The role of a guide dog for someone who is visually impaired plays a big part as the furry animal is recognized to be a mobility aid in helping them reach certain destinations without the use of a cane. However, a client with Canadian Guide Dogs for the Blind says her dog is much more than just her navigator.
“It does get you know there is that emotional component and when your dog has to retire it’s really a big deal because you know you think about getting attached to your pets, we get attached to our dogs as, as dogs, but as also because this who we’ve been sorta working with, this dog goes almost everywhere I go. I think sometimes that emotional component gets a little bit lost because people want to know what the dogs do and I totally understand that but when your dog has something happen to it, or it retires, or when it goes to dog heaven, I mean that’s one of the hardest things about having a guide dog is the fact that they don’t live forever,” said Jen Goulden, a client of Canadian Guide Dogs for the Blind.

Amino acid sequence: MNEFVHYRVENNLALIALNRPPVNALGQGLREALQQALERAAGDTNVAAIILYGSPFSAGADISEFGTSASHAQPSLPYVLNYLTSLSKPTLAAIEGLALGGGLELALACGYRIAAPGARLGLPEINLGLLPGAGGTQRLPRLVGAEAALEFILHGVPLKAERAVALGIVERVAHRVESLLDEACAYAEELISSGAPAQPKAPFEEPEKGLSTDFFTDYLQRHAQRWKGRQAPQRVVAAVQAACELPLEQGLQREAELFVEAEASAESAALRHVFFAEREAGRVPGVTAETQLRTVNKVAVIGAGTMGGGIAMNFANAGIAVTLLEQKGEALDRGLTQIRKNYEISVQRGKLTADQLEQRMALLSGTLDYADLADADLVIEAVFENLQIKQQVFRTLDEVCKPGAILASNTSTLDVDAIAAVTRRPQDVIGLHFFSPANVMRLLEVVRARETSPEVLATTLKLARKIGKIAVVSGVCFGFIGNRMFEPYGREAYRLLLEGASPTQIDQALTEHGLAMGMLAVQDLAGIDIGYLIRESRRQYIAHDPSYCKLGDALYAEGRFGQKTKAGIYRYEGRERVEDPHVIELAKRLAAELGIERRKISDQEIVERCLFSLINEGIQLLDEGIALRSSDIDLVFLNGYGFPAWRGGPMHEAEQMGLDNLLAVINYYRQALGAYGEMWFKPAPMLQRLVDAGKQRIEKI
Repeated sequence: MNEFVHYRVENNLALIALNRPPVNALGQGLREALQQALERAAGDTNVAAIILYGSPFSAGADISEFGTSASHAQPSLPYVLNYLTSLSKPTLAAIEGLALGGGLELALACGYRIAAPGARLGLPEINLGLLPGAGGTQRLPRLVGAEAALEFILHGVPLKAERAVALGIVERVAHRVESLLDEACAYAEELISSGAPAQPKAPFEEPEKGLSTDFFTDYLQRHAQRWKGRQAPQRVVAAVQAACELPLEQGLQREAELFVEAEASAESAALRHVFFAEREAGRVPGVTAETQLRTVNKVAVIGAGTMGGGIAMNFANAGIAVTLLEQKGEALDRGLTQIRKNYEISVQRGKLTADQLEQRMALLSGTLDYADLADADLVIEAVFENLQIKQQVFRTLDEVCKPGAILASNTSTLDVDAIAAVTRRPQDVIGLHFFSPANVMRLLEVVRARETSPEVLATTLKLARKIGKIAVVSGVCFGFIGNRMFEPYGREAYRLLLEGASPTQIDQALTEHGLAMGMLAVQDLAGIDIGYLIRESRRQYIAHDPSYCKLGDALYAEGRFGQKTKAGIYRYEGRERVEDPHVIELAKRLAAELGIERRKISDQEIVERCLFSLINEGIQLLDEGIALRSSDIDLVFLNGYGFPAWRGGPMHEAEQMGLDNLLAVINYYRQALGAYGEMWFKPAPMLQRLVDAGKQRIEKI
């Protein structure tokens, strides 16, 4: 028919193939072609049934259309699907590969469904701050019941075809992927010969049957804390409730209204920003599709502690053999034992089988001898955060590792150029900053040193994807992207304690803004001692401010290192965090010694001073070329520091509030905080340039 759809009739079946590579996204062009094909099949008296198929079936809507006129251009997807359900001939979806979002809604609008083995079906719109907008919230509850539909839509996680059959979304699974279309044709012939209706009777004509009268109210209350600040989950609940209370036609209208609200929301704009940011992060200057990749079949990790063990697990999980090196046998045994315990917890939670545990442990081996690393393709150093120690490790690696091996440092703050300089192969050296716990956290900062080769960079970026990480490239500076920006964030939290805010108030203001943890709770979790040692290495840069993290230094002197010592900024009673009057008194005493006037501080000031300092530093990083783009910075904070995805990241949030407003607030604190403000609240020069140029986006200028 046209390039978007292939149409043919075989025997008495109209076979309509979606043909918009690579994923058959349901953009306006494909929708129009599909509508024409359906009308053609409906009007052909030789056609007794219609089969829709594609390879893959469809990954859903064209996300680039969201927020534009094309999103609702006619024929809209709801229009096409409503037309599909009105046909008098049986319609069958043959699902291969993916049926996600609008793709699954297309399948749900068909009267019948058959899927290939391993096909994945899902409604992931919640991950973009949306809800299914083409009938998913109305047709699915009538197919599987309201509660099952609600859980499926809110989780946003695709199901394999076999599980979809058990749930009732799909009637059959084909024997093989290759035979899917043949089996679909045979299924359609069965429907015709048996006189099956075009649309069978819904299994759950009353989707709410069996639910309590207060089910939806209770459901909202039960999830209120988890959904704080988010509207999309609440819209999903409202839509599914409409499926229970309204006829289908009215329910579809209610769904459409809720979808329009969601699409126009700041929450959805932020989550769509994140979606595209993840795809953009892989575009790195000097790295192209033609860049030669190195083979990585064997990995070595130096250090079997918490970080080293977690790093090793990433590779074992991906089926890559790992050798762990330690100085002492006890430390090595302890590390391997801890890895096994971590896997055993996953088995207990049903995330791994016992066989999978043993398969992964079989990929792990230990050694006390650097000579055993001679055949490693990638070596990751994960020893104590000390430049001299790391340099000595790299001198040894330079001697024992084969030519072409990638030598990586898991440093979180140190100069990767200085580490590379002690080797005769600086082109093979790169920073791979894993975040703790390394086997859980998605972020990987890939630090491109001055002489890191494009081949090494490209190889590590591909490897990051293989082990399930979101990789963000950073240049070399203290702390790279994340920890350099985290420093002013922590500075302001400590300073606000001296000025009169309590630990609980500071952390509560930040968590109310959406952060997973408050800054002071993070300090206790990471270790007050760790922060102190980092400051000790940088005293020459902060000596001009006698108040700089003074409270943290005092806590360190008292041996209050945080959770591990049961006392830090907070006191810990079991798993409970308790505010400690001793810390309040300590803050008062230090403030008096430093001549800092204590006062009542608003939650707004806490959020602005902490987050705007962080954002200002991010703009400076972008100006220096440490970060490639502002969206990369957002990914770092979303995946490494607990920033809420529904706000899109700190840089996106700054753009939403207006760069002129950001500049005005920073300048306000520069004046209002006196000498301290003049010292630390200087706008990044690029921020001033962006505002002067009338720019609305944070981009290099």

Goulden says she used to be a cane user but decided to submit an application for a dog in 2006 and just a year later received her very first seeing eye dog.